Composition of the Council of the European Union
The Council consists of the representatives of the Member States.
Initially, the Special Council of Ministers of the European Coal and Steel Community (ECSC) consisted of the Foreign Ministers delegated by each Member State government. There were several reasons for this:
— The pre-eminence of the Foreign Ministers resulted from their role in the negotiations on the ECSC Treaty.
— Conventional diplomatic procedures were the only known mechanisms for discussing certain issues.
— Given the strategic importance of coal and steel, it seemed logical for politically sensitive decisions to be taken by the Foreign Ministers.
Nevertheless, as time passed, the Ministers for Economic Affairs, Industry, Trade and Energy replaced the Foreign Ministers, particularly for the consideration of technical points. The Foreign Ministers continued to debate the more political issues.
The composition of the EEC and Euratom Councils also varied on the basis of which Ministers were appointed as their representatives, as each Government saw fit: Ministers for Foreign Affairs, Economic Affairs, Agriculture, Transport, Energy, etc.
The merging of the executive bodies in 1967 did not affect the composition of the Council. The Council of the European Communities continued to be composed of representatives from the Member States. Each Member State appointed to the Council one of the members of its government.
The wording of the provisions of the Founding Treaties (Articles 146 of the EEC Treaty, Article 116 of the EAEC Treaty and Article 27 of the ECSC Treaty) was amended by the 1992 Treaty on European Union, which states: ‘The Council shall consist of a representative of each Member State at ministerial level, authorised to commit the government of that Member State.’ The aim of this amendment was to permit a member of a regional executive body to sit on the Council in respect of those areas for which he is responsible under national law. This Treaty also introduced the possibility for the Council to meet at Heads of State or Government level in order to take certain decisions. The Treaty of Nice of 26 February 2001 did not introduce any changes to Article 203 of the Treaty establishing the European Community or to Article 116 of the Treaty establishing the European Atomic Energy Community. The ECSC Treaty expired on 23 July 2002.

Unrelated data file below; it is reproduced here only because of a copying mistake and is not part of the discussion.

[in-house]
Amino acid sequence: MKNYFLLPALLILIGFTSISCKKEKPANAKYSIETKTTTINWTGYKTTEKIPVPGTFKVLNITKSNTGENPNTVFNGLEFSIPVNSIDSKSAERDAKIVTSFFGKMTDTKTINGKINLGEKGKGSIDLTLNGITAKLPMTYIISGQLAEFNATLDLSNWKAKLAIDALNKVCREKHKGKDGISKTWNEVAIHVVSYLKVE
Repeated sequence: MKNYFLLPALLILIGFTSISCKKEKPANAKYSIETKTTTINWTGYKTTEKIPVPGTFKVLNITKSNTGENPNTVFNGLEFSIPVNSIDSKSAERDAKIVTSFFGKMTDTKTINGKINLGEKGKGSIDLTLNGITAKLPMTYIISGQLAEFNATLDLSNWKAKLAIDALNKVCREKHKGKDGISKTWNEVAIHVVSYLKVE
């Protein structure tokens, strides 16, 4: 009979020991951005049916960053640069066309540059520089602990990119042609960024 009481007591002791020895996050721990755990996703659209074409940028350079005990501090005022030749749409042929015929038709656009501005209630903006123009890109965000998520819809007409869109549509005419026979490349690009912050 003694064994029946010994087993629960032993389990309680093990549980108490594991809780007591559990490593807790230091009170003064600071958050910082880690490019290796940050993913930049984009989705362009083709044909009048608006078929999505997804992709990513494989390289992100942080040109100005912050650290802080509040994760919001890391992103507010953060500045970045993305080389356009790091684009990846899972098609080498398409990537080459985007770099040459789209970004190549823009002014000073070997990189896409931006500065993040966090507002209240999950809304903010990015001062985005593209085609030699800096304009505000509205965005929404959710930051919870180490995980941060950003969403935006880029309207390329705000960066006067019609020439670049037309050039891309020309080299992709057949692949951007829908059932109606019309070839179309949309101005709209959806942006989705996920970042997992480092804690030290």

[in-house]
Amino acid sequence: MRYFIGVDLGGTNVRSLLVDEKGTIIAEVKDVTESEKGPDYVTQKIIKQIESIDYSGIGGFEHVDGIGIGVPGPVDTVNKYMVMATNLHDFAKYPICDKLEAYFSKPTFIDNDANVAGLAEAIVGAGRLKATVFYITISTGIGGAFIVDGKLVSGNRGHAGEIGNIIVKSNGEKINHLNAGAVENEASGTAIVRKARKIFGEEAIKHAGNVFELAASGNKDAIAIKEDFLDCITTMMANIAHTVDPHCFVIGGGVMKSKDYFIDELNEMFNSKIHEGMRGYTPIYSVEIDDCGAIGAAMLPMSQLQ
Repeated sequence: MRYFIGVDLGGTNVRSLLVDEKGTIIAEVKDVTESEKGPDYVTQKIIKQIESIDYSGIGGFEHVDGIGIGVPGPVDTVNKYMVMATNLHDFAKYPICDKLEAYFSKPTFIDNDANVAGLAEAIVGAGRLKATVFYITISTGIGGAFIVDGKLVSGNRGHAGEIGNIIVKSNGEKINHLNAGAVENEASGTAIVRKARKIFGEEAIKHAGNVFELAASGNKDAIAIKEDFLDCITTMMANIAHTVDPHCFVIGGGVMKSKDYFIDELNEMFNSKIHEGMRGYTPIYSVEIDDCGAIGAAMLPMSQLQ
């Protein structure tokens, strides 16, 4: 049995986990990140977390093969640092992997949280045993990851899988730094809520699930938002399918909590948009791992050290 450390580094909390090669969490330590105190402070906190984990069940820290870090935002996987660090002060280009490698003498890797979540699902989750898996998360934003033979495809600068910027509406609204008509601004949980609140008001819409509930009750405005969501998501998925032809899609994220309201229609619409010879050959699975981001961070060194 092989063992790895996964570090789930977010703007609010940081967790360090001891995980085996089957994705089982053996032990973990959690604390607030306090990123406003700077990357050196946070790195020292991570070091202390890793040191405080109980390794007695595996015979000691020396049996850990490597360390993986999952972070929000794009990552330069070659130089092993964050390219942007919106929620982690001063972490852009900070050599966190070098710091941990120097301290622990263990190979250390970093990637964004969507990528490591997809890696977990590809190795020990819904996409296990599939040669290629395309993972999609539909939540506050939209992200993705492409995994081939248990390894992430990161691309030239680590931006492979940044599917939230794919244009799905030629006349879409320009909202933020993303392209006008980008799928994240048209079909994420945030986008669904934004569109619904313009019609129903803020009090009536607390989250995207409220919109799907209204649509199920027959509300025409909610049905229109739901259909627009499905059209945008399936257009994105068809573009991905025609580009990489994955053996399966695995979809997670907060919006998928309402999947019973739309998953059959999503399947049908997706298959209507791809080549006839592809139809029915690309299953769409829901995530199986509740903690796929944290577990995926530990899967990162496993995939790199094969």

The composition of the Council varies according to the agenda for each meeting. It meets in different configurations according to the subject being discussed. With each successive reform of the Treaties, the number of specialist configurations has increased to some 20 in total, as has the scope and variety of the areas of activity of the European Communities and the European Union. This increase in activities, which resulted in an excessive fragmentation of the work of the European Union and an overlapping between agendas and the deliberations of the various Council configurations, prompted the Helsinki European Council of December 1999 to recommend limiting their number. On 22 July 2002, in application of the conclusions of the June Seville European Council, the Council amended its Rules of Procedure in order to lay down a shorter list of its configurations. This list is as follows:
— General Affairs and External Relations,
— Economic and Financial Affairs,
— Justice and Home Affairs,
— Employment, Social Policy, Health and Consumer Affairs,
— Competitiveness (Internal Market, Industry and Research),
— Transport, Telecommunications and Energy,
— Agriculture and Fisheries,
— Education, Youth and Culture.
Also since 2002, as part of the reform of the Council with a view to enlargement, the ‘General Affairs and External Relations’ configuration, until that time referred to as ‘General Affairs’, has held two separate meetings, covering respectively the following two main areas of activity: on the one hand, preparation for and follow-up to European Council meetings, institutional and administrative questions, overall coordination of EU policies, as well as the consideration of any matter forwarded to it by the European Council, and, on the other, the conduct of the whole of the Union’s external action, namely the common foreign and security policy (CFSP), the European security and defence policy (ESDP), foreign trade, development cooperation and humanitarian assistance.
The various configurations of the Council may meet at the same time in order to deal with questions concerning several areas of activity; this takes place in what is commonly known as the ‘Jumbo Council’. Despite the number of different configurations, the unity of the Council, as an institution, remains intact.